Dr. KaNisha Hall received a Doctorate of Medicine (M.D.) from Howard University. She
later completed a residency in anesthesiology at Louisiana State University Health Sciences Center. Dr.
KaNisha currently serves as the Chief Medical and Health Correspondent for Kluster Media Group. Dr. KaNisha also practices perioperative medicine, telemedicine and addiction counseling across several states including Texas, Georgia, Louisiana and Michigan.
What is going on in Nigeria?
Recently, civil unrest has made international news as Nigerians protest the unlawful actions of their Special Anti-Robbery Squad (SARS). The hashtag #ENDSARS brought awareness to the brutality the citizens claimed to have suffered at hand of this policing task force. Human rights organisations like Amnesty International have documented allegations of violence against Nigerians. Peaceful protest against the kidnapping, extortion and targeting of the LGTBQ community in Nigeria by SARS was met with more violence. Protestors and activists were detained, attacked, injured, and many have been reported dead. This week, many social media posts went viral of Nigerian Police open firing on a crowd of demonstrators.
Why should you care?
Dr. KaNisha Hall is a Board Certified Anesthesiologist in Houston, TX. She attributes a great deal of her success to an unforgettable experience while in medical school. Dr. KaNisha participated in a medical mission sponsored by the Association of Nigerian Physicians In The Americas (ANPA). She fondly recalls, “I arrived in Lagos, Nigeria to a heartfelt welcome. The long hours in the clinics and operating room caring for those patients were truly some of the most rewarding days of my training. It birthed a passion to serve. It quickly dawned on me that I had traveled across the globe to find purpose with strangers that felt like family.”
Currently, Dr. KaNisha recounts the similarity between civil unrest in Nigeria and her current home. She lives and practices in Houston, TX. This city was once where George Floyd called home and where a great deal of his family still mourns his untimely death. Just weeks ago protestors lined the streets of Houston with chants of outrage over police brutality. Across the United States, peaceful protestors have been met with violent exchange similarly to those Nigerian citizens demanding justice.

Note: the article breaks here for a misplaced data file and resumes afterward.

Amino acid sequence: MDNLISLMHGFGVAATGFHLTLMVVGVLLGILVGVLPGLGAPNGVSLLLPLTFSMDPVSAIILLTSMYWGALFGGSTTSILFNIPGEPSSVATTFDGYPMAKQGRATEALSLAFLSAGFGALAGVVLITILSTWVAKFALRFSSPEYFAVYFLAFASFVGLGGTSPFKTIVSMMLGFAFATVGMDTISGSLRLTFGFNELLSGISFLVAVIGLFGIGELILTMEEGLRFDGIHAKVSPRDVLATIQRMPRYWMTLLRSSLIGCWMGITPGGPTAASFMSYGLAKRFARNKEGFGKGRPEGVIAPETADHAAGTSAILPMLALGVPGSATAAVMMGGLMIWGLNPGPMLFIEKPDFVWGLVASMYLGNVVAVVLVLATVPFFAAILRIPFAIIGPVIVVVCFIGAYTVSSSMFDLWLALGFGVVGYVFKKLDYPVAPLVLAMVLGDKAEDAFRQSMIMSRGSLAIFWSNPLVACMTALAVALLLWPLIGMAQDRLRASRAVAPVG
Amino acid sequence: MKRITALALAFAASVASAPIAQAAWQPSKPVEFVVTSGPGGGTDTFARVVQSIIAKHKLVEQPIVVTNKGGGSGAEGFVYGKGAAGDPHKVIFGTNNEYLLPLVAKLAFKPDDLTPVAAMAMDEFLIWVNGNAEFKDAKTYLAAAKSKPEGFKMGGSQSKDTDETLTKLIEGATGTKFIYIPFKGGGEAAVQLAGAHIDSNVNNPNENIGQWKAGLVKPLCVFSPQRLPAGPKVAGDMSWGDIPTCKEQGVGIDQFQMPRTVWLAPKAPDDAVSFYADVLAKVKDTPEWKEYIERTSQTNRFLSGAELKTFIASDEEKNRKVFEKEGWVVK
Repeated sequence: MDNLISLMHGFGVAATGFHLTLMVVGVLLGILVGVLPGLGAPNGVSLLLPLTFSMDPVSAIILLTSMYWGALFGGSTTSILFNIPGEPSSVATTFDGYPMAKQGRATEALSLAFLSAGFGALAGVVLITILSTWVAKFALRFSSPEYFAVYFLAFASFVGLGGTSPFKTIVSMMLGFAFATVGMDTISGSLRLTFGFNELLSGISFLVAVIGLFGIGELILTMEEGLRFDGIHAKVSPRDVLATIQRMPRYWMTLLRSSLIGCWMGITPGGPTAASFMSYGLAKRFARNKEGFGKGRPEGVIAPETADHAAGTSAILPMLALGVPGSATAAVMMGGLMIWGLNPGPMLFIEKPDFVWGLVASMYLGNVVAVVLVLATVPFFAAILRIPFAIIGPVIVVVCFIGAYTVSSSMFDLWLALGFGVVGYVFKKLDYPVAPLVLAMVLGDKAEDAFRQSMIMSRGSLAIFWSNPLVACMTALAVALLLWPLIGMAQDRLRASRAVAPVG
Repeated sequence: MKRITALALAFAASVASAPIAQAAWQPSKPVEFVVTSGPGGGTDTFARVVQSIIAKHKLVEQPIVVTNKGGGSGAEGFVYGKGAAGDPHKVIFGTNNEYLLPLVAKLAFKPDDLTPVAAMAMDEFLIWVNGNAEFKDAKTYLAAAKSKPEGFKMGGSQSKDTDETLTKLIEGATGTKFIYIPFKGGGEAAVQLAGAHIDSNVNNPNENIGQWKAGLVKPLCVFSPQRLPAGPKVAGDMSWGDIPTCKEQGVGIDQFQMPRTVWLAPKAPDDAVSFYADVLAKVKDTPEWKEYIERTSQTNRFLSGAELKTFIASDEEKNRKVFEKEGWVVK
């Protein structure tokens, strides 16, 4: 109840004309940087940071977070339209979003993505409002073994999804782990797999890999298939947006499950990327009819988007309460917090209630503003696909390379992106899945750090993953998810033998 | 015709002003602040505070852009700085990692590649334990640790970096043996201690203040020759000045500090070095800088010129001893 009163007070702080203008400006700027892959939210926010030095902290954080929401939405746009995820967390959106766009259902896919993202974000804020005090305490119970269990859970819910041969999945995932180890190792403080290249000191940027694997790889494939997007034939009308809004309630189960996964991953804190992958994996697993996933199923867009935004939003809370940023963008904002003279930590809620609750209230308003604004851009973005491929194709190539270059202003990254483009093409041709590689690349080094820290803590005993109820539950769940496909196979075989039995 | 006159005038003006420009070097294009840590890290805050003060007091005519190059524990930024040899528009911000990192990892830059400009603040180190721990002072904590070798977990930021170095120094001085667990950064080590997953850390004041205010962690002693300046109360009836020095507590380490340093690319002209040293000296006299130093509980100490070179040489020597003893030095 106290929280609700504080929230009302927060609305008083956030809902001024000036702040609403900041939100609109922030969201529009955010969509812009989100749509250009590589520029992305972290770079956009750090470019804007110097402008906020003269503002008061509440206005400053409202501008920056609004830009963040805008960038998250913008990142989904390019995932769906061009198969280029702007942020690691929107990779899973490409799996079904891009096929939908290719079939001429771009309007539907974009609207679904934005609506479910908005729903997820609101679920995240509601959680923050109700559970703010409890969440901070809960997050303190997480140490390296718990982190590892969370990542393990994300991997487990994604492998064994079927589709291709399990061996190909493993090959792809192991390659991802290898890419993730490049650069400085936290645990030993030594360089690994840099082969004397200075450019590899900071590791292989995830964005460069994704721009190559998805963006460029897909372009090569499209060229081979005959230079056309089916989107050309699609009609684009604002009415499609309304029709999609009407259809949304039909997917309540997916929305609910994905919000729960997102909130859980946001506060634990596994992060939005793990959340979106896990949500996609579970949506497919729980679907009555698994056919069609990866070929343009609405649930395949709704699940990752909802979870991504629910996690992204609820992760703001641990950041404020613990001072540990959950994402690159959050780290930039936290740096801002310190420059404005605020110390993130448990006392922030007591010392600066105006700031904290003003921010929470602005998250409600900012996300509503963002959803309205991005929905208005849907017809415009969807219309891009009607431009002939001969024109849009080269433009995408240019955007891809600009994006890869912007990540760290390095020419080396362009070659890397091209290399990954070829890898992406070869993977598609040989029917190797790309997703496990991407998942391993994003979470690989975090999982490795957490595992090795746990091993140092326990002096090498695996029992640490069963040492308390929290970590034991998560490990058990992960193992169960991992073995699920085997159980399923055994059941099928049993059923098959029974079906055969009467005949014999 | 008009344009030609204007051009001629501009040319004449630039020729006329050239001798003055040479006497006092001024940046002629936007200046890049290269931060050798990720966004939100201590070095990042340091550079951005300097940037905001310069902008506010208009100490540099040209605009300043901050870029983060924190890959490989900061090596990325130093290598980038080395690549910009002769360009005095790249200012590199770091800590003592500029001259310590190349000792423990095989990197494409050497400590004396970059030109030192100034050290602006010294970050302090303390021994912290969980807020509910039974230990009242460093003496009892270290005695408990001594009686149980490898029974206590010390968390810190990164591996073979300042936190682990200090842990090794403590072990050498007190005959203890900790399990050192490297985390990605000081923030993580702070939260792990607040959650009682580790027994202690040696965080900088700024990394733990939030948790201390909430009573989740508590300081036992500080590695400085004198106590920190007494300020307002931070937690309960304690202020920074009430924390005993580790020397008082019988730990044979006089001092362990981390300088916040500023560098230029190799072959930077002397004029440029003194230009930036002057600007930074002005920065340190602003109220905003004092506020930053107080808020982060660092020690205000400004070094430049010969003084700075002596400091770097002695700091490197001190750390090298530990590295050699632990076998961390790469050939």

Dr. KaNisha shares, “I really hope that when people hear us chanting ‘Black Lives Matter’ they don’t assume we are only referring to Americans. Black lives need to matter to everyone, everywhere, forever. We are talking about actual human beings. My life is a black life. It’s personal. Those black lives in Nigeria matter. Black lives in the Congo matter. Our lives have to matter to the world. You ask why? I ask where is the humanity? When one bleeds, we all bleed. When black lives cease to matter, all lives cease to matter. So, love all black lives just like you love all the trendsetting culture and drip that flows from each beautiful black soul.”
How can we help?
Several groups here in the United States and abroad have formed to support the victims of police violence. Though SARS has been disbanded, more work needs to be done to restore justice. Diasporans Against SARS done the work of creating awareness and mobilizing resources to those affected by police brutality. Dr. KaNisha urges people to get involved. “Demonstrations have been organized at Nigerian Embassies in DC, NYC, and abroad in Nairobi. Black Lives are being globally disenfranchised. Dr. Martin L King, Jr said ‘Injustice anywhere is a threat to justice everywhere.’ In order to break these cycles of oppression, we need global unity. I stand with Nigeria.”